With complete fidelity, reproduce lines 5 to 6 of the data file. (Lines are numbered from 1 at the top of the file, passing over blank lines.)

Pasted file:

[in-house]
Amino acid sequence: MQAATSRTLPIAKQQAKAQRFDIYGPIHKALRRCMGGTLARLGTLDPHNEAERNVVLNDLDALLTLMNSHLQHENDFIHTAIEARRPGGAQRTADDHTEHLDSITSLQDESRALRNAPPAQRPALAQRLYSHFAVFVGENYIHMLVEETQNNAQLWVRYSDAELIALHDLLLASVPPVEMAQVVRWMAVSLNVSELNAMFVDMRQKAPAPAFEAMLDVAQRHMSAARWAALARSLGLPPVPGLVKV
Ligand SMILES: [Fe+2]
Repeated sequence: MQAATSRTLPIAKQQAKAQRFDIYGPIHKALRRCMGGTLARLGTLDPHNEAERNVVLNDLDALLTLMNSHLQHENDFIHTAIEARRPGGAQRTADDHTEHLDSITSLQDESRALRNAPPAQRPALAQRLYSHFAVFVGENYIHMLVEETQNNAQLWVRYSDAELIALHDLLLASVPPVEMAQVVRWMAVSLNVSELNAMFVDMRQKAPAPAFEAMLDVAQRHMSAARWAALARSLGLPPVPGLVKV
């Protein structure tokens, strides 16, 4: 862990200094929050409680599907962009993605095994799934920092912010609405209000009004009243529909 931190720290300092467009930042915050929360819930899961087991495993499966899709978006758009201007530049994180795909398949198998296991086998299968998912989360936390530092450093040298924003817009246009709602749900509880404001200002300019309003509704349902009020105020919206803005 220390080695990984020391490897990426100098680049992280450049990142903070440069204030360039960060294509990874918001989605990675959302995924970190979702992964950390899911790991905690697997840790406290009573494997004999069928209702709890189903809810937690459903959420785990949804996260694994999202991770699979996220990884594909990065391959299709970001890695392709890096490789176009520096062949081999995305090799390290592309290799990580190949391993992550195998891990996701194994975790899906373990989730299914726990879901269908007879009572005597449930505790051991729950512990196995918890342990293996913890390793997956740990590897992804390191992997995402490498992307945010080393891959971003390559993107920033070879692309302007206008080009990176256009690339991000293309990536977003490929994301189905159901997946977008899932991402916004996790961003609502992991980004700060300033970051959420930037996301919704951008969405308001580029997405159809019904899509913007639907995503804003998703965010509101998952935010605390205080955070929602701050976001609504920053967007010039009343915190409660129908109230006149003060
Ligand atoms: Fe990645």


């Protein structure tokens, strides 16, 4: 862990200094929050409680599907962009993605095994799934920092912010609405209000009004009243529909 931190720290300092467009930042915050929360819930899961087991495993499966899709978006758009201007530049994180795909398949198998296991086998299968998912989360936390530092450093040298924003817009246009709602749900509880404001200002300019309003509704349902009020105020919206803005 220390080695990984020391490897990426100098680049992280450049990142903070440069204030360039960060294509990874918001989605990675959302995924970190979702992964950390899911790991905690697997840790406290009573494997004999069928209702709890189903809810937690459903959420785990949804996260694994999202991770699979996220990884594909990065391959299709970001890695392709890096490789176009520096062949081999995305090799390290592309290799990580190949391993992550195998891990996701194994975790899906373990989730299914726990879901269908007879009572005597449930505790051991729950512990196995918890342990293996913890390793997956740990590897992804390191992997995402490498992307945010080393891959971003390559993107920033070879692309302007206008080009990176256009690339991000293309990536977003490929994301189905159901997946977008899932991402916004996790961003609502992991980004700060300033970051959420930037996301919704951008969405308001580029997405159809019904899509913007639907995503804003998703965010509101998952935010605390205080955070929602701050976001609504920053967007010039009343915190409660129908109230006149003060
Ligand atoms: Fe990645």